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MikeAlx

The Difficult Gestation of Lord of the Flies

I found this article in the Sunday Times about the path to publication of William Golding's Lord of the Flies a very interesting read. In the case of works of classic status, it's easy to slip into the trap of thinking somehow they came into the world fully formed, simply squeezed out from the mind of a genius who never had any doubt as to what must be done. This article reminds one that good art is almost always the result of struggle and uncertainty - and that behind most great books there is a great editor as well as a great author.

In this case it was Charles Monteith. Reading about the changes he negotiated to Golding's manuscript, it's easy to see that the original must have been a vastly inferior book. It's also testament to his power as a talent-spotter that he put any faith in the book at all. A reader for another publisher had given the following verdict: "Time: the Future. Absurd & uninteresting fantasy about the explosion of an atom bomb on the Colonies. A group of children who land in jungle-country near New Guinea. Rubbish & dull. Pointless".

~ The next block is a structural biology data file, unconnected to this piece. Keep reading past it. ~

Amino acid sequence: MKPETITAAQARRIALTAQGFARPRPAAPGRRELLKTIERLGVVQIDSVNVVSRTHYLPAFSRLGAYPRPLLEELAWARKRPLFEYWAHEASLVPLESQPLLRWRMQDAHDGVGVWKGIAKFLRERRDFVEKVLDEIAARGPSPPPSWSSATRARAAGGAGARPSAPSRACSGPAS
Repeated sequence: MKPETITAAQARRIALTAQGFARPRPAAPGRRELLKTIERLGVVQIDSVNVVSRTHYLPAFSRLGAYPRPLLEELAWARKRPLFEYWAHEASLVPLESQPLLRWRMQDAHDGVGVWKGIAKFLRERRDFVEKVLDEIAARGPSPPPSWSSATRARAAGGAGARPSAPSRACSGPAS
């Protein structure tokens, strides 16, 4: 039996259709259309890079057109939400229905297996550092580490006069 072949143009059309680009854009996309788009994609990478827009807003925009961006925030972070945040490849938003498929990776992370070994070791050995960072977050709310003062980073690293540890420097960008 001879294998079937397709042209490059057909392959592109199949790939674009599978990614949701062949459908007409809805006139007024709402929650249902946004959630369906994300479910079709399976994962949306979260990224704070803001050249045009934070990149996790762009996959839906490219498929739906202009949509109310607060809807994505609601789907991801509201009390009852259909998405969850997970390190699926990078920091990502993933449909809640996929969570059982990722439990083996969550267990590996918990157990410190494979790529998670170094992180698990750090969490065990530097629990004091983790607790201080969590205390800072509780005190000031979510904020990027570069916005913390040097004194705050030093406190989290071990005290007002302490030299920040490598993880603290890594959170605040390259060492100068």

The most disturbing fact in all this is the realisation that, had the publishing industry then been as it is today, in all likelihood the book would never have been published at all.
spidernick

An interesting article, Mike.  I had heard the story of the rejections previously and that the novel had not originally opened very well, with most publishers giving up after the first few pages.  As you say, today it would most likely not have been published.

My wife grew up in Salisbury and her brother attended the school at which Golding taught.  I won't comment on the morals of writing a novel while supposedly engaged in teaching, but I think it says much of the education system in 1950s' grammar schools!
Evie

Why is it morally dubious to write a novel while teaching?
spidernick

Because he was writing it in class when he was supposed to be teaching, not in his free time.
Evie

Oh, fair enough!  I haven't read the article.  Though I can't say I blame him - am just impressed that he could concentrate with a class of children there!
Green Jay

Evie wrote:
am just impressed that he could concentrate with a class of children there!


Absolutely. Smile

From what I've read, Golding sounds an unpleasant man. Just shows it's not really a good thing to know too much about an author. I'm sometimes curious, and feel knowing background can shed light, but on the other hand (completely illogical contradiction) I want the fiction or poetry to stand on its own, and not be possibly "contaminated" by what I subsequently find out. Also, any biography is still a partial view.
Green Jay

I've just properly noticed the title of this thread, and it sounds like a brilliant title for a novel itself!  Wink

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